HST.426 :: Spring 2017 Class

HST.426 Maker Lab: Creating Technologies to Re-invent Health Care

Course Director(s): Lee Gehrke, Jose Gomez-Marquez, Anna Young
TA: Zhuoxuan Li

Time: Tuesday Lecture 2:30-3:30pm (E25-117), Thursday Lab 2-5pm (Location E25-533 HST Medical Makerspace)

 **Register via Websis using HST.426 selection here.**


Medical technology is anything but transparent. It’s cloaked in housings, driven by engineering we don’t understand and shrouded in complexity. It’s design for black box.

A typical pulse oximeter that checks your oxygen level when you walk into the doctor’s office has more than 35 parts. Most Americans have no idea that there’s only 3 parts that are critical. A couple of LEDs and sensor. That’s a device that be as cheap as $25 and as expensive as $5000, used in every operating room around the world.

The United States uses 20 million home pregnancy tests a year. Digital pregnancy tests are around $20, include more than 45 parts and we’re duped into believing that an LCD is more accurate. In the end only 2 components make everything happen for less than a $1. (1)

In HST MakerLab, we’ll explore how to develop tools that bridge medical care and medical making using construction kits so doctors can prescribe prototypes.

The disparities in affordable healthcare technology are a growing part of increasing healthcare costs globally. We’ll explore affordable prototyping and design strategies for health technology and medicine that can be applied to improve patient care in a variety of settings: both low-income and high-income economies, at patients’ homes and in hospitals.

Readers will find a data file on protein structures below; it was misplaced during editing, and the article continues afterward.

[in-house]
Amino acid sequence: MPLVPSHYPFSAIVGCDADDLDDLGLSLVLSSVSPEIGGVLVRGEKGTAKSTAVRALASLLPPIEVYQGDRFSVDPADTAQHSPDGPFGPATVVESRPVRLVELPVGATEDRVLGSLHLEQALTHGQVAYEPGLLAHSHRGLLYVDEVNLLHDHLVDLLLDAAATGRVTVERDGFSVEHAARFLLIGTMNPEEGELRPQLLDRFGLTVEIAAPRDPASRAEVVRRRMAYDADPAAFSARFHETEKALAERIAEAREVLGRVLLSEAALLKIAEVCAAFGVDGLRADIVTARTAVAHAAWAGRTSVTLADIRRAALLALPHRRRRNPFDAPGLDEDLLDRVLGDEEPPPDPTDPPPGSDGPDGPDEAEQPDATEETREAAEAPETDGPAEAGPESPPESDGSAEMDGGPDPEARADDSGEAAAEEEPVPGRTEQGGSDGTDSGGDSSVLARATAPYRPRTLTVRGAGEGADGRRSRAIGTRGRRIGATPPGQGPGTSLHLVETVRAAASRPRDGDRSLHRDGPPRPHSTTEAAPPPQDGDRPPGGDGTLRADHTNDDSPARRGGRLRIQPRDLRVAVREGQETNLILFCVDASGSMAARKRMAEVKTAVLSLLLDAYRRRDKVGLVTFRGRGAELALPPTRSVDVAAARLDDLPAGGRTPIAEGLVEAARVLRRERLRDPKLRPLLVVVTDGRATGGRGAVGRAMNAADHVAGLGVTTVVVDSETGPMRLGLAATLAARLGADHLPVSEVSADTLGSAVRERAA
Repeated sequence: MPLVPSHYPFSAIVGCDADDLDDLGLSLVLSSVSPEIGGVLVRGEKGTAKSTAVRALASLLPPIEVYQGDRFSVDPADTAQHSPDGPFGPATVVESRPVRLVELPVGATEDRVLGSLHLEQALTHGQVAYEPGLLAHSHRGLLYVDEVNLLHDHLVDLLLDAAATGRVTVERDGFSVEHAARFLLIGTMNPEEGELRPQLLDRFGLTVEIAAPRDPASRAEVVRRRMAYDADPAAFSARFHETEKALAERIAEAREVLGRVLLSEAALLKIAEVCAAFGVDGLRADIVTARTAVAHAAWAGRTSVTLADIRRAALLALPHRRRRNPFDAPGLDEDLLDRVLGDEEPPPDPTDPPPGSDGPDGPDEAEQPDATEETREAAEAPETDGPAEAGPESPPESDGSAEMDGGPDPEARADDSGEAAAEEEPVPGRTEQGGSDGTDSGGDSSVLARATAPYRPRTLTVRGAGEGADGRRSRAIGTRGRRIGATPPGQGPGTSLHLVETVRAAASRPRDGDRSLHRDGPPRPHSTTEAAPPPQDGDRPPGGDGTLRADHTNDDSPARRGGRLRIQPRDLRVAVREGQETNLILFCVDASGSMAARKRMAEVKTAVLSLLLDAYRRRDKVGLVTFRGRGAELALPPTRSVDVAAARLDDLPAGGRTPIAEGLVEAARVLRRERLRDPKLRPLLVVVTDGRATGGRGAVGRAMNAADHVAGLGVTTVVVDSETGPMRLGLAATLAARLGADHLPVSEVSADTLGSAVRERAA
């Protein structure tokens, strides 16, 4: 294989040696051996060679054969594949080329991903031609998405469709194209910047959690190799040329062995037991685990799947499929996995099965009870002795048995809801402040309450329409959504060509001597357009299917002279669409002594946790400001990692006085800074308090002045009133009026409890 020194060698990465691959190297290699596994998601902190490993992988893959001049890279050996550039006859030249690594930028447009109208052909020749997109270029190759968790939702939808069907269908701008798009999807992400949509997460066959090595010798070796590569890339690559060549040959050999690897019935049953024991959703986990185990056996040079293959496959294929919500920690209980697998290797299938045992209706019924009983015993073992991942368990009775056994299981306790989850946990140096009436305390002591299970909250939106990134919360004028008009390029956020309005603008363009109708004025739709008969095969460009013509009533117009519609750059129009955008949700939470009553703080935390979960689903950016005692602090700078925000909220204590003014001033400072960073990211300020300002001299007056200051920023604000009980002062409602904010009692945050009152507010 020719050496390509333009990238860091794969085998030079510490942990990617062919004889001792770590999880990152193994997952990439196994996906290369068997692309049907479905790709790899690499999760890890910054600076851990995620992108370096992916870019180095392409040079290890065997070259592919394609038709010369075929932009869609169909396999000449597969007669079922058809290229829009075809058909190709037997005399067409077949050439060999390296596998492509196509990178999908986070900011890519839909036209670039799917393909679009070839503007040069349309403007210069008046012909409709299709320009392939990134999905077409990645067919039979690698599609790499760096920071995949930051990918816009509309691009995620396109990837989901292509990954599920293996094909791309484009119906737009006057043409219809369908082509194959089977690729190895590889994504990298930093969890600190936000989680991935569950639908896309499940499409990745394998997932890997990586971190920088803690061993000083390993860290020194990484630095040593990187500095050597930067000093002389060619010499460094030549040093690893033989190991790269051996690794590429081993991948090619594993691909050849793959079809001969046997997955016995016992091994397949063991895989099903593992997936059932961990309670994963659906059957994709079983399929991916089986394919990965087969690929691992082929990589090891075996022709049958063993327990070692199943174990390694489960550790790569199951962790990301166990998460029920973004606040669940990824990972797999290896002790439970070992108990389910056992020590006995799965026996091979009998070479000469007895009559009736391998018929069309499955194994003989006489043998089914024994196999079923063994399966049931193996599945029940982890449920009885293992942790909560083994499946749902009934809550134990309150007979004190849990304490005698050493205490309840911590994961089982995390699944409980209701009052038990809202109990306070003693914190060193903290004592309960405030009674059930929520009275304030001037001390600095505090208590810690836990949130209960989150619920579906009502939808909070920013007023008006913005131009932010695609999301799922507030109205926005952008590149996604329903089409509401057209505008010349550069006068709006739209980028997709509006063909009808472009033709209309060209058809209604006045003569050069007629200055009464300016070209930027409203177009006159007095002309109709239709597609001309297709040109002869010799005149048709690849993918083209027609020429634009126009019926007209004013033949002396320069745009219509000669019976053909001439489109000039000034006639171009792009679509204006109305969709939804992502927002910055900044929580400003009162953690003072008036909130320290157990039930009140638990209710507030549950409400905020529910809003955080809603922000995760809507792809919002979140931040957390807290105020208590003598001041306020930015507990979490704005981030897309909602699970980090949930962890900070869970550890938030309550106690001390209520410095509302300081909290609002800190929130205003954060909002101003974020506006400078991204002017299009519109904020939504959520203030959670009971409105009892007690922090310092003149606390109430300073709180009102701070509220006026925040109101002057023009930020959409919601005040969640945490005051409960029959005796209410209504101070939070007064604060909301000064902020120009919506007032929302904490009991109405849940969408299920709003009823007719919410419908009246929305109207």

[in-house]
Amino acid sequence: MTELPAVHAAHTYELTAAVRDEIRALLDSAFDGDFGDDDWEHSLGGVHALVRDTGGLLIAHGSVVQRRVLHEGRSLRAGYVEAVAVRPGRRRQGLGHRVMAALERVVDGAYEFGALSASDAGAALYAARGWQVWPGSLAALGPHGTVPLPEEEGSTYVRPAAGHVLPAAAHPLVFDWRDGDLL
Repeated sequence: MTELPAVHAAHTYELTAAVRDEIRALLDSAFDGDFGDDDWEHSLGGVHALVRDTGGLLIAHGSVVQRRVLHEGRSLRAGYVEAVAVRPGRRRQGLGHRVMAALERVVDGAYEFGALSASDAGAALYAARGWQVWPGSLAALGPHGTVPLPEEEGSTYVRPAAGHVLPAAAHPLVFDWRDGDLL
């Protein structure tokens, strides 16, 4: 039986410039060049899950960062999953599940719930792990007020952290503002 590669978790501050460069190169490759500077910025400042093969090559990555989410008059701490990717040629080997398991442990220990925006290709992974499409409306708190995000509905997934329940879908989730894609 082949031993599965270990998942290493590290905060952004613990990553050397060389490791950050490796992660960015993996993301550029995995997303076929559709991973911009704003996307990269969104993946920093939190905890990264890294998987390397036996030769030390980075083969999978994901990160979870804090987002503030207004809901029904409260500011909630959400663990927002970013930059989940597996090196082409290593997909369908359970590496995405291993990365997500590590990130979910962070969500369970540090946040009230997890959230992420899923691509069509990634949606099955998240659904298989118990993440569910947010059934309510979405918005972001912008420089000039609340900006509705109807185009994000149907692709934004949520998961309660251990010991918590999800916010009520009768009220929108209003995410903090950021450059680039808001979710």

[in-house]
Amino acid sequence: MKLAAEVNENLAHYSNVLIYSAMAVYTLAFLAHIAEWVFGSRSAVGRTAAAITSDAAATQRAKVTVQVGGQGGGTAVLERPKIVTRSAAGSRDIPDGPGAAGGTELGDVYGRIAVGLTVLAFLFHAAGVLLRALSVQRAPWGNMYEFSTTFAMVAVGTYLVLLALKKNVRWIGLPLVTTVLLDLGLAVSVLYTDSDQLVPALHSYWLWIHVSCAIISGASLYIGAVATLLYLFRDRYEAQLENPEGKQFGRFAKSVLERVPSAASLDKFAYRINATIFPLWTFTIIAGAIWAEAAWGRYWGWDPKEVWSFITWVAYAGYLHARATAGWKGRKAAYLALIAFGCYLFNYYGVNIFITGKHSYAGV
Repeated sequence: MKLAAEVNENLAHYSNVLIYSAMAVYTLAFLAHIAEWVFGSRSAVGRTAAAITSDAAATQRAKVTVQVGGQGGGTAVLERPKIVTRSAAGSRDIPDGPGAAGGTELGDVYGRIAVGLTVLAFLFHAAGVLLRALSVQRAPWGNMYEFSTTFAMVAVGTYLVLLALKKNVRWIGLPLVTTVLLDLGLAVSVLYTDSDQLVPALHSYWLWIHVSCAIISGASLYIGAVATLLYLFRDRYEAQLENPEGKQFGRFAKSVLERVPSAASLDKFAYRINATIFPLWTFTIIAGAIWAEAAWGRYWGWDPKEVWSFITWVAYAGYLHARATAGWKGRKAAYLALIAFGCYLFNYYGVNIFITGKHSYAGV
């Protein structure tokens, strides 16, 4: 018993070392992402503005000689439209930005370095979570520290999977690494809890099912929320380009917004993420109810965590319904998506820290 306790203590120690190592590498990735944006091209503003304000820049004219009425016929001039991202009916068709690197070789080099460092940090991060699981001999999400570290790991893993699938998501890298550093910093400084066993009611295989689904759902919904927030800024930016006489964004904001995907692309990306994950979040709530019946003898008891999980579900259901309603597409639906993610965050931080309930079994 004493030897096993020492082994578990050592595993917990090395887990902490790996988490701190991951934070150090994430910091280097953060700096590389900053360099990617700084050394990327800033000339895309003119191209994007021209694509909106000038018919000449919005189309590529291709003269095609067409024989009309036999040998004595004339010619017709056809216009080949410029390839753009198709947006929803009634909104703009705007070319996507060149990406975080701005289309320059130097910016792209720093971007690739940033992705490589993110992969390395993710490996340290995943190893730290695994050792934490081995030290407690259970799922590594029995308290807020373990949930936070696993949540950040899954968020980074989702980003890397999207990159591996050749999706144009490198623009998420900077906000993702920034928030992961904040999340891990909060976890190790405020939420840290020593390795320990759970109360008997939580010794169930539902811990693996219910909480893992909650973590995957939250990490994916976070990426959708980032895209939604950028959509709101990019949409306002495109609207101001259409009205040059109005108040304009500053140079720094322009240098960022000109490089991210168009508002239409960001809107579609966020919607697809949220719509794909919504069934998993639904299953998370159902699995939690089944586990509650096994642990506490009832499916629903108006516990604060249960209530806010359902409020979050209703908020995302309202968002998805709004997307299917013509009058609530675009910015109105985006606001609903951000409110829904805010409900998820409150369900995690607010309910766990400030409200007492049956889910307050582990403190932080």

Using Patient-Generated Data Devices as a learning model, students will design affordable devices that are used by patients to manage their health.

Using Construction Sets for Health as a strategy, students will explore the diversity of possibilities that can be applied when patients are empowered to design their own solutions. Students will participate in a team project in one of four design/mentor tracks, supported by lectures and hands-on labs.

Design tracks will cover four elements:

  • Casual Diagnostics
  • Health for Accessibility
  • Rural, Global Health & Austere Environments
  • Home Care

Group study of subjects related to health sciences and technology not otherwise included in the curriculum. Prerequisites may vary by topic; consult faculty at time of offering.



1. Gomez-Marquez, J. TED, 2015, Monterrey, CA